Last night I went to my first-ever in-Dutch lecture (spannend!), by top Dutch history teacher Jelmer Evers. One of things he talked about was how eenzaam (literally translated “onesome” or solitary) teaching can be. It felt great to make some connections here in the Netherlands, maybe find a bit of a community.
I’m grateful to the MTBoS for giving me an online community, but I also realize that we each only share a small snippet of what we do. And what we rarely share (for probably good reason) are our tests. But this has got to be one of the most difficult (and considering the weight placed on assessment, most important) things we do, actually, and it would probably be better if we weren’t so alone in that endeavor.
I really had no idea what the heck I was doing when I started making tests–I’m embarrassed now to think of how rag-tag and unprofessional they looked, all cut and pasted and mismatched. And as a new teacher (or a veteran) I don’t recall anyone ever sitting with me and saying, “this is how you make a good test,” or asking me why I choose a particular question (or the particular numbers in the question), or suggesting a different question (or way to ask something) instead.
These days I’m trying to look at my own tests critically — looking for the things I can turn into an open-ended or an open-middle question, for example. And I’m constantly bookmarking problems on Twitter or in other people’s blogs as “GREAT QUESTION ON ___.” I’m also trying to find questions that expose misconceptions, but I don’t know how good I am at that yet.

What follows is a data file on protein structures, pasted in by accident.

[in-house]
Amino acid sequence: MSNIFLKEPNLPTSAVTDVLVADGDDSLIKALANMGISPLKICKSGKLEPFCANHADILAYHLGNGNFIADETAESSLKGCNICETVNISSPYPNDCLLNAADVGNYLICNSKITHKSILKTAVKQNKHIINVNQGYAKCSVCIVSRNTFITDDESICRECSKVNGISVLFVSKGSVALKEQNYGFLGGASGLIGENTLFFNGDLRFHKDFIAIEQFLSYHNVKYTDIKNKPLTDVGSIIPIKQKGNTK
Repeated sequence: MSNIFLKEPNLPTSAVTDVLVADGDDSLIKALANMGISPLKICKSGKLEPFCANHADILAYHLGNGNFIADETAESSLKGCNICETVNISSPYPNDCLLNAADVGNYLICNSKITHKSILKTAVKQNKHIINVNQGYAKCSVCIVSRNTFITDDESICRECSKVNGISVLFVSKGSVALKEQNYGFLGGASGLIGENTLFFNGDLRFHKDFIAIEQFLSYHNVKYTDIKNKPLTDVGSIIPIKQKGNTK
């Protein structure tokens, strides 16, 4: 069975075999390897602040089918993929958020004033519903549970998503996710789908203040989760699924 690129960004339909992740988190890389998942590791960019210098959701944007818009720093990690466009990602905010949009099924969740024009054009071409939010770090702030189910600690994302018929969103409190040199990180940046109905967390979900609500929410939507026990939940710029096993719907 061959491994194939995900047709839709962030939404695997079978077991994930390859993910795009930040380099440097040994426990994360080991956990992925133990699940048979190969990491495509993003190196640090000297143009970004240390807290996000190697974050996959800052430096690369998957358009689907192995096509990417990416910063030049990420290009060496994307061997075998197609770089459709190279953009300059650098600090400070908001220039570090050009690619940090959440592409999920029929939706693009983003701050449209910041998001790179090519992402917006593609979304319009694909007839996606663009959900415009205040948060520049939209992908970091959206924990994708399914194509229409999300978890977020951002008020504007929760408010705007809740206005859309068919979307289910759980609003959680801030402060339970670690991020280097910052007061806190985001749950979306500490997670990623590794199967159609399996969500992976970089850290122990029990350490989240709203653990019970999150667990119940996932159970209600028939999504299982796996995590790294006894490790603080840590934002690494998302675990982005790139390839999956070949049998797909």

But the point is, although I’m trying it, I’m doing it mostly alone, with the occasional assist from my wonderful coworker (who never blogs, for shame). And sometimes another coworker will hand me their test, like FYI, this is what I’m giving to the class, but I rarely say, “Hey, I’m not sure about this question,” or “Have you thought about asking this instead?” or even “Do you want to work on developing test questions together?” It’s sort of difficult to initiate that conversation.
But I think maybe I’ll propose it to the department, because teaching–and testing–should be less eenzaam, I think. Do any of you do test study and have any tips?